whether all-powerful time can grind down mountains -- even
the gigantic Cordillera -- into-gravel and mud.

The appearance of the Andes was different from that
which I had expected. The lower line of the snow was of
course horizontal, and to this line the even summits of the
range seemed quite parallel. Only at long intervals, a group
of points or a single cone showed where a volcano had
existed, or does now exist. Hence the range resembled a
great solid wall, surmounted here and there by a tower, and
making a most perfect barrier to the country.

Almost every part of the hill had been drilled by attempts
to open gold-mines: the rage for mining has left scarcely
a spot in Chile unexamined. I spent the evening as before,
talking round the fire with my two companions. The Guasos
of Chile, who correspond to the Gauchos of the Pampas, are,
however, a very different set of beings. Chile is the more
civilized of the two countries, and the inhabitants, in
consequence, have lost much individual character. Gradations
in rank are much more strongly marked: the Guaso does not
by any means consider every man his equal; and I was quite
surprised to find that my companions did not like to eat at
the same time with myself. This feeling of inequality is a
necessary consequence of the existence of an aristocracy of
wealth. It is said that some few of the greater landowners
possess from five to ten thousand pounds sterling per annum:
an inequality of riches which I believe is not met with in
any of the cattle-breeding countries eastward of the Andes.
A traveller does not here meet that unbounded hospitality
which refuses all payment, but yet is so kindly offered that
no scruples can be raised in accepting it. Almost every house
in Chile will receive you for the night, but a trifle is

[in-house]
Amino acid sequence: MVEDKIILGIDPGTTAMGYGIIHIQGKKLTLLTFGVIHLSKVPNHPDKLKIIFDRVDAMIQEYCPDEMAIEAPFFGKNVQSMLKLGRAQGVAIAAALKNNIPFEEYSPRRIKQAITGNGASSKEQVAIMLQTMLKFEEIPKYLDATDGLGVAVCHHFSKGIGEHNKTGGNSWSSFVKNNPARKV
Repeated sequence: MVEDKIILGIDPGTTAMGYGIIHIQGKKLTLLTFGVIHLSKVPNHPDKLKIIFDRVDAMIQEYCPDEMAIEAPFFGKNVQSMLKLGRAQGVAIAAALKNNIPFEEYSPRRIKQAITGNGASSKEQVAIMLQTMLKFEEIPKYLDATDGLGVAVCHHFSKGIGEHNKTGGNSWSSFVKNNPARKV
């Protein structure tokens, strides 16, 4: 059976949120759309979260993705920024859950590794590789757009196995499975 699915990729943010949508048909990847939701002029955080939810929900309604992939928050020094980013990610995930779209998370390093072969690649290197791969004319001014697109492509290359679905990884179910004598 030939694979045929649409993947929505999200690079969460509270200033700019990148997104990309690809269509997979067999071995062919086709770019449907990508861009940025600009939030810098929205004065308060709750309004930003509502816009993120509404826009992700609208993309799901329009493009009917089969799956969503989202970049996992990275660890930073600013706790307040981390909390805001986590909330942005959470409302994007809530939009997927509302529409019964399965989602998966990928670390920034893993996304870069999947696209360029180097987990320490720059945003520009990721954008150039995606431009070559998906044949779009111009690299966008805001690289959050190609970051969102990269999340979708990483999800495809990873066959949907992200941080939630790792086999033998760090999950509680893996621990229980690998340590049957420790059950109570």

expected to be given in the morning; even a rich man will
accept two or three shillings. The Gaucho, although he may be
a cutthroat, is a gentleman; the Guaso is in few respects
better, but at the same time a vulgar, ordinary fellow. The
two men, although employed much in the same manner, are
different in their habits and attire; and the peculiarities
of each are universal in their respective countries. The Gaucho
seems part of his horse, and scorns to exert himself except when
on his back: the Guaso may be hired to work as a labourer in
the fields. The former lives entirely on animal food; the latter
almost wholly on vegetable. We do not here see the white
boots, the broad drawers and scarlet chilipa; the picturesque
costume of the Pampas. Here, common trousers are protected
by black and green worsted leggings. The poncho,
however, is common to both. The chief pride of the Guaso
lies in his spurs, which are absurdly large. I measured one
which was six inches in the _diameter_ of the rowel, and the
rowel itself contained upwards of thirty points. The stirrups
are on the same scale, each consisting of a square, carved
block of wood, hollowed out, yet weighing three or four
pounds. The Guaso is perhaps more expert with the lazo